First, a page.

Fighting seasonal depression with woollies

I do a lot of things to stave off winter depression. I walk. I spend time in nature. I spend time walking in nature. I move in other ways—taiji, lifting, stretching, running, parkour. I use my HappyLight™. I take vitamin D. But probably most important is finding things to take delight in.

Jackie doesn’t suffer with the dark days of winter the way I do, which is probably a matter of brain chemistry, but perhaps another factor is that she is very good at taking delight in winter as an opportunity to wear her woollies.

I’m trying to do the same.

It helps that I have new winter clothes, and old winter clothes that fit again. The photo on this page shows me walking in nature, wearing a purple sweater my mom knit for me years ago.

Besides my old sweaters and my new sweaters, I have a smashing wool vest that Jackie gave me, some wool pants that I bought as field pants (but that are perhaps too nice to wear in the field), and a vast collection of scarves that Jackie wove and knit for me. And that’s just the woollies. I also have a nice collection of moleskin and flannel garments perfect for winter, various fleecy things, and a range of jackets and coats to cover all possible temperatures from “slightly brisk” to “well north of the arctic circle.”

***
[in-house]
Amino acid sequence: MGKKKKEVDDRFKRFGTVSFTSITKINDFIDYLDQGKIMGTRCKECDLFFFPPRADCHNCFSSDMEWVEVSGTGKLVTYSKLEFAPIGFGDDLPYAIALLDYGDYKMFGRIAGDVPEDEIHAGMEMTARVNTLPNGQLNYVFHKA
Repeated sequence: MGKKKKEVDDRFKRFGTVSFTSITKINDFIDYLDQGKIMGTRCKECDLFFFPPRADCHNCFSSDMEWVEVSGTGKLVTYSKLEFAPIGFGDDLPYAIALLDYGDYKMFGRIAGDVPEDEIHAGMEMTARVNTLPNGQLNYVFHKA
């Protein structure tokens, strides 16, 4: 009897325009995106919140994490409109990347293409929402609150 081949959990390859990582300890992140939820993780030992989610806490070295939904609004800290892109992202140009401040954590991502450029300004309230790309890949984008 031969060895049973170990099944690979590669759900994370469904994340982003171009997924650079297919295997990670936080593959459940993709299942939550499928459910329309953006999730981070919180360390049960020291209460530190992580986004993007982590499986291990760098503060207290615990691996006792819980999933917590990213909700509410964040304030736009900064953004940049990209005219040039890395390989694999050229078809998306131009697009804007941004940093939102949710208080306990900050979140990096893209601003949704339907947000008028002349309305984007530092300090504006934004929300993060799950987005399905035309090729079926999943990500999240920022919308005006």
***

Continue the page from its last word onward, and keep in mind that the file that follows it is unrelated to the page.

This year, I’ll try to take delight in my seasonally appropriate garments, especially the woollies, and see if that won’t carry me through to spring.

Dressing for . . .

It was on my first trip to England that I came to understand that what we think of as formal wear, business attire, and sports clothing was originally designed to be the most comfortable possible clothing for the circumstances. The circumstances in this case being the climate, technology, and infrastructure of England in the eighteenth and nineteenth century.

Without central heat interiors were going to be chilly, but even if you were quite frugal with your wood or coal they would not have to be really cold.